Tuesday, May 22, 2018

Stop Giving Republicans and Trump the Benefit of the Doubt

One of the phenomenons that drives me to distraction is the false equivalency much of the news media gives to the Republican agenda and the contortions engaged in to give the GOP leadership and Donald Trump in particular the benefit of the doubt.  One need only look at the history of today's GOP and the career of Trump in New York City, replete with Mafia  connections and other sordid alliances to know that these are NOT nice or decent individuals who have a shred of concern for average citizens.  Sure, their talking points will claim that they are, but actions speak louder than words and in Trump's case, ties with despicable people speaks volumes. A column in the New York Times looks at this reality and the need for the media - and everyone else - to stop giving these individuals the benefit of the doubt.  Their motivations are not good or well intended and they are not honorable.  Here are column highlights:

After Donald Trump signed the Tax Cuts and Jobs Act in December, a number of companies gave their employees one-time bonuses, ostensibly sharing their new corporate windfall. As a PR stunt, these checks were a savvy investment; they allowed the companies to pander to the administration and made themselves look beneficent without incurring any long-term obligation to their workers.
Critics of the new law tried to point out that one-time bonuses are not the same as pay increases, and that the overwhelming majority of corporate savings from the tax cut was likely to go to shareholders. Nevertheless, in parts of the media, the idea that Republicans had been vindicated took hold.
Five months later, everything liberals said about the tax bill turned out to be true. Contrary to Republican claims, wage growth has been anemic. Instead of sharing the wealth with employees, companies have spent record amounts of money buying back their own stock. The tax cuts are creating larger deficits than Republicans predicted, and those deficits are now being cited as a pretext for cutting spending on the poor. They remain unpopular. Republicans in some districts have abandoned them as an election issue.
Watching this unfold should have helped inoculate commentators against Trumpist bamboozlement. It has not. In March, Trump spontaneously accepted an offer, conveyed to him by a South Korean envoy, to meet directly with the North Korean leader Kim Jong-un. North Korea has sought a one-on-one meeting with a sitting American president for years, believing it would legitimate it as a global power, but previous administrations have refused.
Nevertheless, credulous commentators praised Trump for bringing North Korea to the table, as if a seat at the table wasn’t what North Korea wanted all along. And pundits, including some who are broadly critical of the president, hectored us to give him credit.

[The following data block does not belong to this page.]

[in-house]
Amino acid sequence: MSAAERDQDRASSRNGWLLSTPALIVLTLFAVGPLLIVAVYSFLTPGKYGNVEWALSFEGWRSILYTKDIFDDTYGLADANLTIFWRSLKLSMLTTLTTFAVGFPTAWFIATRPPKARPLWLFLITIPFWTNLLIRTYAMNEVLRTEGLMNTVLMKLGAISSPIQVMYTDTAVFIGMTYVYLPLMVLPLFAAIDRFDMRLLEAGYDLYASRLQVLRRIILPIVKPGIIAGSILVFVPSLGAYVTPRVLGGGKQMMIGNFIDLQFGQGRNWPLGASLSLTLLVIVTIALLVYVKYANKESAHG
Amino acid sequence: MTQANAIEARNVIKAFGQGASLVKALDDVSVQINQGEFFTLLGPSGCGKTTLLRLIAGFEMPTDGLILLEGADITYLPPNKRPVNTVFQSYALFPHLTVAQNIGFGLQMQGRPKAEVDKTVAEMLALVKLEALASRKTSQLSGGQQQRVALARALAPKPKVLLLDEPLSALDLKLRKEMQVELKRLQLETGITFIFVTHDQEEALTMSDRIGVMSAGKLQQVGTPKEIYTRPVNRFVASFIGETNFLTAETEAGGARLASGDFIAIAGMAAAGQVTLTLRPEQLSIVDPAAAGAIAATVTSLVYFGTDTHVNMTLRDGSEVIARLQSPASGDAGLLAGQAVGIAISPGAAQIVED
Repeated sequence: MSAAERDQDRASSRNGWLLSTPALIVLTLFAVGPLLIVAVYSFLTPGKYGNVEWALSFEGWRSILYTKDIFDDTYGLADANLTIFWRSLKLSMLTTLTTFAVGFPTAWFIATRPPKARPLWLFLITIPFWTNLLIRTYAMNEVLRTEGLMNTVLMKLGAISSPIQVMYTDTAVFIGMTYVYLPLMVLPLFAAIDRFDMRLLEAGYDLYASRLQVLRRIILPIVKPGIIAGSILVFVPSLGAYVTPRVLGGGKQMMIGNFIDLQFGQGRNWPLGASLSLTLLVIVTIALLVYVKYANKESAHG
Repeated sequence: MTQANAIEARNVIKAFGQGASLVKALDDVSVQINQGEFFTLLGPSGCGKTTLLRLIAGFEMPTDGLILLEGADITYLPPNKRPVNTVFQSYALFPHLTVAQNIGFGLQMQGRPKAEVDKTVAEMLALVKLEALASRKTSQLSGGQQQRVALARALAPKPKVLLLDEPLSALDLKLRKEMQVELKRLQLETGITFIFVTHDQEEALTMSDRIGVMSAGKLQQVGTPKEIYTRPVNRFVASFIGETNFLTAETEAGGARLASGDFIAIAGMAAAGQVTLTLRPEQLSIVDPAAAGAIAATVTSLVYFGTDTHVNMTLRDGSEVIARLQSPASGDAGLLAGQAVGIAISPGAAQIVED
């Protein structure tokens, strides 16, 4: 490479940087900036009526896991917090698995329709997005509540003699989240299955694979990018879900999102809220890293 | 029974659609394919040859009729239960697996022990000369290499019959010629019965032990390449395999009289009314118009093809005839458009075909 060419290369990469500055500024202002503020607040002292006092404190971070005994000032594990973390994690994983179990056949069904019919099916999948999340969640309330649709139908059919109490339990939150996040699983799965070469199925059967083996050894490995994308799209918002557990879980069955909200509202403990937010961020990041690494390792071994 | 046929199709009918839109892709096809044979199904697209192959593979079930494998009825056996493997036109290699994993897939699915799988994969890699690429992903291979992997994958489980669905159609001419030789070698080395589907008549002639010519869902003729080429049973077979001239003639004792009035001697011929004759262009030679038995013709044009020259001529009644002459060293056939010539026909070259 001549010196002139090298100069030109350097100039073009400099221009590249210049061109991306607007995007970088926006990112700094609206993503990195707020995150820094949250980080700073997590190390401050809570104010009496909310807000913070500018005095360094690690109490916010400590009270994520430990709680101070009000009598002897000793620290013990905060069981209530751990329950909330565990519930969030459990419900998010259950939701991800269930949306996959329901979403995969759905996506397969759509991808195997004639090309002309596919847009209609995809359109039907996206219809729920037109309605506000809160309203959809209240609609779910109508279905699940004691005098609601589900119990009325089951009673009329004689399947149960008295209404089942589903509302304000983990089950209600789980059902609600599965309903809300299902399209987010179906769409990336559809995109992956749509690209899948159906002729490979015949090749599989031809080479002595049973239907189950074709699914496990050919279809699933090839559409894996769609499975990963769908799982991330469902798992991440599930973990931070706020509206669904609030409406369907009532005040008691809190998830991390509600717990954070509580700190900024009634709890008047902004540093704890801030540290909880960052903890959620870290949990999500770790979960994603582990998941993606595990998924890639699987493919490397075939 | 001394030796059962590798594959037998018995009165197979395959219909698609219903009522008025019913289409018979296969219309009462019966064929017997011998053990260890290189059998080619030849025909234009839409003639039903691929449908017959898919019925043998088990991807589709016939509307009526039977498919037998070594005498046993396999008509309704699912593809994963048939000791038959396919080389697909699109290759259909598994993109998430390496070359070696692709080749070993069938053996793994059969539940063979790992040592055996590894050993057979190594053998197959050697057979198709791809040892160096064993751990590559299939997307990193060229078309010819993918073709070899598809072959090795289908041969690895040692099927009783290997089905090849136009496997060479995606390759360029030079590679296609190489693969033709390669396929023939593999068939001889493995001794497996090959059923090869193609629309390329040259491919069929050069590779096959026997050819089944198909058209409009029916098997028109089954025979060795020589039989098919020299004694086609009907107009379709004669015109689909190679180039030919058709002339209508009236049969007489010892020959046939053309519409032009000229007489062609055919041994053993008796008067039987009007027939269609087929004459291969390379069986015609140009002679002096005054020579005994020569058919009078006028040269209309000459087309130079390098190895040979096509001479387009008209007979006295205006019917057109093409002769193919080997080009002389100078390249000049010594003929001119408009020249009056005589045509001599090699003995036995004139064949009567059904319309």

Due to Trump’s ignorance and vanity, South Korea’s dovish leader, Moon Jae-in, has been able to manipulate him into a position where he might make concessions to North Korea that no other president would dare. Given the risk of war, Moon’s maneuvering has been admirable. “In South Korea, it’s basically an open secret that this whole thing is flattering Trump,” Kelly said. “It kind of amazes me that Trump’s staff hasn’t picked up on this.”
Now, three weeks away from a summit that may or may not actually happen, reports show [Trump] a president terrifyingly unprepared for high-stakes diplomacy.  . . . “Mr. Trump’s aides have grown concerned that the president — who has said that ‘everyone thinks’ he deserves a Nobel Peace Prize for his efforts — has signaled that he wants the summit meeting too much,”. . . . it’s now the American president who craves legitimation from the North Korean dictator.
Even a casual newspaper reader — which, of course, Trump is not — knows that when North Korea talks about “denuclearization,” it doesn’t mean unilaterally giving up all its nuclear weapons. A hastily arranged meeting between two bellicose egomaniacs, premised on a basic misunderstanding, is unlikely to resolve one of the world’s most intractable geopolitical conflicts; a flimsy agreement that roughly preserves the status quo seems like a best-case scenario. Yet for weeks, the pull to give Trump pre-emptive credit for a hypothetical victory has felt like a cultural undertow; you had to plant your feet firmly to resist it. . . . . Trump, whose only real talent is the manipulation of reality, exploits this impulse.
Of course, we all have a motive in playing along with the fiction that Trump has achieved a Korean breakthrough — it might stop him from starting a war. But it’s one thing to humor our idiot president, and another to let the gravitational pull of presidential power, and the deep desire for a minimally competent leader, warp reality. We all want to be open-minded, but con men should never be given the benefit of the doubt.

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